photo by GISuser
You’ve made up your mind, trained for weeks, and now you find yourself and hundreds or thousands of other like-minded runners about to embark on 26.2 miles of marathon goodness. You’ve got your waterbelt, maybe a GU or two, or three, and in your mind’s eye you see the course map and recall the race strategy you’re going to employ to get to the finish line. It’s likely even at this moment, you’ve never given any thought to whether or not that 26.2 mile distance the race organizers have mapped out is accurate. If you’re trying to qualify for Boston running too short a distance would be a disaster, but how about those poor souls who have to run too far like those who endured the 2005 Lakeshore Marathon? As Mark Cihlar, founder and chair of the event, wrote to participants afterwards, “The marathon course was exact – exactly 27.2 miles: Last minute adjustments from the move to the Great Lawn, inclusion of Navy Pier, and park district construction caused us to miscalculate and we foolishly added an extra mile – how terrible!”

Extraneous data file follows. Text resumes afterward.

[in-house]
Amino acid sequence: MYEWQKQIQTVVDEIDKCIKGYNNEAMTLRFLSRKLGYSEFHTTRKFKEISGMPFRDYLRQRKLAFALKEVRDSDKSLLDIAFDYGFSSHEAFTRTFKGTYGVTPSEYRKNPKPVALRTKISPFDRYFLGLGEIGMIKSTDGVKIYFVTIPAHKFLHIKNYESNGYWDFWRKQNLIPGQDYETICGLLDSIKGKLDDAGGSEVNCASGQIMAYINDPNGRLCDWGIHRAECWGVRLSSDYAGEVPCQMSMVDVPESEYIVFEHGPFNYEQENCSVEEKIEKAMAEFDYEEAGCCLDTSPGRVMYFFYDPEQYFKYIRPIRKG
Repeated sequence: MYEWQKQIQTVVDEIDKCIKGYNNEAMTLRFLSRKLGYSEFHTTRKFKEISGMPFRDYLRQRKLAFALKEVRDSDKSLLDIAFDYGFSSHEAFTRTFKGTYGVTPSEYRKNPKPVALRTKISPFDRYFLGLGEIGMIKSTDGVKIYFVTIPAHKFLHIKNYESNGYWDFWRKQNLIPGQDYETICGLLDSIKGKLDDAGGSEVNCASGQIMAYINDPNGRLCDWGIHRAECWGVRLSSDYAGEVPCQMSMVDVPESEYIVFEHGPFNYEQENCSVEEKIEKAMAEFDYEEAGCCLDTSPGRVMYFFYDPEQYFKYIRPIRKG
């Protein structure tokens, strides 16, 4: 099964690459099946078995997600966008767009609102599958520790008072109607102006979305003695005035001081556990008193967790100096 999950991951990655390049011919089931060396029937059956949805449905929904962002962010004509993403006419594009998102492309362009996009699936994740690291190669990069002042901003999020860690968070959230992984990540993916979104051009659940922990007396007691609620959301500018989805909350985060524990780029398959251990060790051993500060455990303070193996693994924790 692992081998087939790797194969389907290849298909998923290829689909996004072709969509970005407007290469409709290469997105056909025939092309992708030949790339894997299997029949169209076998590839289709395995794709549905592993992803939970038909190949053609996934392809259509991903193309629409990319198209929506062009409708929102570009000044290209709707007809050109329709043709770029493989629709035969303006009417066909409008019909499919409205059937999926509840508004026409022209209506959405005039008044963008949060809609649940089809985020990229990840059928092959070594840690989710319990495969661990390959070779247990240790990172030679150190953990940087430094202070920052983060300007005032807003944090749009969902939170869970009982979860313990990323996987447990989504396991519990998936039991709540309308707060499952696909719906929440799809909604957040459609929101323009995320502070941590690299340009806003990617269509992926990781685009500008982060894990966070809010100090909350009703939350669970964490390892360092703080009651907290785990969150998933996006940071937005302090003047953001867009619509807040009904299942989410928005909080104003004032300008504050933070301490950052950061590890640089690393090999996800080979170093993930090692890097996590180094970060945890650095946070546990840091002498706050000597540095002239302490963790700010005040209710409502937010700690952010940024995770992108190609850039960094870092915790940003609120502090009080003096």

So perhaps as you stand there ready to race you have asked yourself, “How do they calculate the official marathon distance?” According to this article on mapping the Beijing Olympics course, the answer is a little bit more low tech than you think.
Get social or comment below!